Every now and then, something happens that was not supposed to happen. A fluke so out of the blue and so brilliant, it is impossible to hide. An event that forced powerful people into the open in a way they desperately wanted to avoid.

The upperclassmen in the Texas Capitol were embarrassed and infuriated by a newly sworn-in freshman representative who had been on the job for just a few days, named Rep. Bryan Slaton.

He made history becoming persona non grata with record-breaking speed, instantaneously raising the ire of the entire establishment class including the satraps, the prefects, and the regional governors. By the end of the day, they were ready to feed Bryan to the lions.

What did he do?

He forced them to reveal what none of them wanted to reveal: their actual position on how important ending abortion is to them.

How did he do it?

He filed an amendment that simply said that before the Legislature votes to ceremonially change the names of highways or bridges, they should bring a vote to the floor to abolish abortion.

Here is the text of Rep. Slatonโ€™s brilliant amendment:

It shall not be in order for the House, during any legislative session, to consider any bill or joint resolution that designates by name a part of a highway system, including a bridge or street, if the House has not previously voted on a House bill or joint resolution after the start of the 87th Legislature that would abolish abortion in the State of Texas by ensuring the right to life and equal protection of the laws to all preborn children located in the State of Texas from the moment of fertilization.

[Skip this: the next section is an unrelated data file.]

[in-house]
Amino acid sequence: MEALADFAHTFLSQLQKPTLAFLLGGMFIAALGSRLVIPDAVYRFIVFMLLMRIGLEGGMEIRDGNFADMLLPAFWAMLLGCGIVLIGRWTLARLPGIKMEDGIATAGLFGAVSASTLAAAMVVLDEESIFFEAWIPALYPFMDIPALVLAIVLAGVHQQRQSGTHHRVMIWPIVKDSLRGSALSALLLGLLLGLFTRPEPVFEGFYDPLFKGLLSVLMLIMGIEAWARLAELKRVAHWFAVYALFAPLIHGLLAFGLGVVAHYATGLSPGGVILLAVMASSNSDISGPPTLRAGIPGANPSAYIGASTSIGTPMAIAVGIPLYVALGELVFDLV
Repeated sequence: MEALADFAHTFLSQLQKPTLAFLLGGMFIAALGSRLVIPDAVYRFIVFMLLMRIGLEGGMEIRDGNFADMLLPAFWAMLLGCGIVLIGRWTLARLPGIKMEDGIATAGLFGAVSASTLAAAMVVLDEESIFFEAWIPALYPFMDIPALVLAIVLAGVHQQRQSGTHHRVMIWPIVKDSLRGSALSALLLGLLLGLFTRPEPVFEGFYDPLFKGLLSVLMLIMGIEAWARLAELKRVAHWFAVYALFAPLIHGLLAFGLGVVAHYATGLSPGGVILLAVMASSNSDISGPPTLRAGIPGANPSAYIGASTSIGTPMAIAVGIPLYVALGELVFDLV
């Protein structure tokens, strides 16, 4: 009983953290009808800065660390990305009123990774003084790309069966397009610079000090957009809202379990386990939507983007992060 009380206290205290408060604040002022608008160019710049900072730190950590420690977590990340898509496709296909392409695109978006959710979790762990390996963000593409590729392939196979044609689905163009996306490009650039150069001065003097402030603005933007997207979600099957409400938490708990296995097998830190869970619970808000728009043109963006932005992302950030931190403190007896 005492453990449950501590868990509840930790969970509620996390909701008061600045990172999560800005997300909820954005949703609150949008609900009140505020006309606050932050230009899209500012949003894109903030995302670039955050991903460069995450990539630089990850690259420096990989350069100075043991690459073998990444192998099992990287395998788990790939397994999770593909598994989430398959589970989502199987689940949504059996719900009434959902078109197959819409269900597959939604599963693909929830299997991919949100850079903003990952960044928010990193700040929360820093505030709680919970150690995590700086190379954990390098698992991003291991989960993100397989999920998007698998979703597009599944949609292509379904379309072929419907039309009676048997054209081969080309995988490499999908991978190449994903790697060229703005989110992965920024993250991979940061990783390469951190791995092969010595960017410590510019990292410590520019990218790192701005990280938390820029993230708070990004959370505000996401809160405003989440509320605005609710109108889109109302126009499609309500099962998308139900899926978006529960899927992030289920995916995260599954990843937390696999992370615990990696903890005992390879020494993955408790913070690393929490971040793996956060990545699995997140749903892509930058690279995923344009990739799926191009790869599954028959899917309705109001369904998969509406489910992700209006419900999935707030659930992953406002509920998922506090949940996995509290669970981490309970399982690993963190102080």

When all the prefects and satraps were campaigning in their respective districts, they were loudly proclaiming how much of a pro-life candidate they were. It was on their mailers, in their ads, and on their roadside signs.

Rep. Slaton called their bluff, and it was glorious to see.

Renaming bridges should have been accomplished last on a list of a thousand issues. All he wanted was for them to publicly affirm that ending abortion was more important than Item #1000. It proved to be too much.

The response from those who wished to remain uncounted was swift, intense, and brutal.

Rep. Slaton was cursed. He was yelled at. Vile accusations were made on his character. One was upset because he was trying to โ€œmake members make tough votes.โ€

In the end, the Slaton amendment failed with exactly half of the 82 Republicans voting to prioritize ending abortion over the ceremonial renaming of bridges and roads. Letโ€™s pause for a moment to let that sink in.

Precisely half of Republicans and all Democrats are now on the record for wanting to ceremonially rename bridges before ending abortion in Texas.

Rep. Slaton forced those who would hide to come out into the light, and it is not hyperbole to say that they hate him for it. It is for that exact reason that I am incredibly proud of him.

There are those who run from the heat. There are those who are willing to take the heat. And then there are those, like Rep. Slaton, who are willing to bring the heat.

If you agree, I encourage you to send Rep. Slaton a quick note to his official email address at Bryan.Slaton@house.texas.gov and let him know your thoughts.

This is a commentary published with the authorโ€™s permission. If you wish to submit a commentary to Texas Scorecard, please submit your article to submission@texasscorecard.com.